Wednesday, August 06, 2008

Hiroshima Day, 2008

Every year the City of Hiroshima holds the Peace Memorial Ceremony to console the souls of those who were lost due to the atomic bombing as well as pray for the realization of everlasting world peace. This ceremony, which is attended by many citizens, including those who lost family members in the bombing, is held in front of the Cenotaph for the A-bomb Victims (Monument for Hiroshima, City of Peace). The Peace Declaration, which is delivered by the Mayor of Hiroshima during the ceremony, is sent to every country in the world thus conveying Hiroshima's wish for the abolition of nuclear weapons and the realization of eternal world peace. At exactly 8:15 a.m., the time the atomic bomb was dropped, the Peace Bell is rung, sirens sound all over the city and for one minute people at the ceremony grounds, in households and in workplaces pay silent tribute to the victims of the atomic bombing and pray for the realization of everlasting world peace. LINK

As the years go by memories of the bombing of Hiroshima and Nagasaki fade as those living experiences, like those of the Holocaust, are replaced by less personal documents, photos and statistics. History revises the past, cleaning up the edges and refocusing the actual events to conform to some "modern" narrative about how and why they took place.

My recent post from a soldier in Iraq underscores the point. His raw descriptions of war, vivid as they are, still fail to make most readers want to abandon the idea of waging war. Too complete has been the indoctrination of most people (our warriors included). As individuals we want peace and security, but collectively we are easily led to believe that we cannot secure those blessings alone.

And I cannot argue that without wars the world would be a better place. There are too many examples of tyrannies being overthrown, principles being defended and economic stability being enhanced in the aftermath of wars. It is no accident that the two countries defeated in World War Two, Germany and Japan, emerged from their ruins to become economic and social powerhouses. Of course the Marshall Plan in Europe and the post-war occupation of Japan claim credit, but without the participation of the survivors the results would have been poor.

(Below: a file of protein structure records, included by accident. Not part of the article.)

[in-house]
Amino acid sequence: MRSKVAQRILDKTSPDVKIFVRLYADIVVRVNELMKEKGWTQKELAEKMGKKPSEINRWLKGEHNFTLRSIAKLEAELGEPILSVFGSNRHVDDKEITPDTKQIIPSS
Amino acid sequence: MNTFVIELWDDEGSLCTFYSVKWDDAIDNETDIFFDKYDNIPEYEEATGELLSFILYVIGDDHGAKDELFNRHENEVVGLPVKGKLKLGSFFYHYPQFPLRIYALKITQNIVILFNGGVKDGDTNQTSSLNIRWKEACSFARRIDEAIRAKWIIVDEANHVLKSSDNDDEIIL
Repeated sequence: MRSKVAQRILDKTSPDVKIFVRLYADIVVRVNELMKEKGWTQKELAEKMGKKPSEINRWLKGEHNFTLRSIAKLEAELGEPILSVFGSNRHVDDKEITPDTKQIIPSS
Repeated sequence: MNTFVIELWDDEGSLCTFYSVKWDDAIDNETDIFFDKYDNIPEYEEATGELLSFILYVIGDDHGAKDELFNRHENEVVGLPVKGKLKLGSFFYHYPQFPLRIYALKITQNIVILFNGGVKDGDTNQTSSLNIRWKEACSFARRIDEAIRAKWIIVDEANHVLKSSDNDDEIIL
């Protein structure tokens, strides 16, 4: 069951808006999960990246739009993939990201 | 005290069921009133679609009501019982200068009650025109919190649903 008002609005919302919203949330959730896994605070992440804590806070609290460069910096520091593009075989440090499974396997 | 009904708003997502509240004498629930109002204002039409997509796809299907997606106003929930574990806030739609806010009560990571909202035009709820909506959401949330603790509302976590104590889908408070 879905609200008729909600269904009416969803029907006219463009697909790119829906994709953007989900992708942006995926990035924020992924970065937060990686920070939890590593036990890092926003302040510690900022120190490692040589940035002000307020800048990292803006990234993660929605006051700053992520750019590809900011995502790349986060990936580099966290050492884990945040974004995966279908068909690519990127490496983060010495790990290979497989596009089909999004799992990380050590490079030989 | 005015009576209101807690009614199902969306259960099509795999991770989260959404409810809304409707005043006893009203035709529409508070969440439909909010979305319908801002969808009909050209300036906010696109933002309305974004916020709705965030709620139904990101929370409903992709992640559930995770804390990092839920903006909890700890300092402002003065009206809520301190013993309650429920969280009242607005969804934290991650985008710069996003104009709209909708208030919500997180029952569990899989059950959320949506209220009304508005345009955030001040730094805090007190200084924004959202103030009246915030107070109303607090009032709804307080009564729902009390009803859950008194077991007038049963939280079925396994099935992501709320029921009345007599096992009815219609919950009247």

But today is not the time to argue or evaluate. Today is the day for remembrance and reflection for those of us who memorialize the victims. This is from the Manhattan Project website.

No one will ever know for certain how many died as a result of the attack on Hiroshima. Some 70,000 people probably died as a result of initial blast, heat, and radiation effects. This included about twenty American airmen being held as prisoners in the city. By the end of 1945, because of the lingering effects of radioactive fallout and other after effects, the Hiroshima death toll was probably over 100,000. The five-year death total may have reached or even exceeded 200,000, as cancer and other long-term effects took hold.

Interested readers may want to take a look at an archive of photos and resources from Lewis and Clark College, Portland, Oregon. I haven't combed through it all, but was drawn to a collection of pictures of relics that document some of the results of that atomic bomb. Don't just glance at the pictures. Take a moment to read the captions and stories that tell why they were selected.

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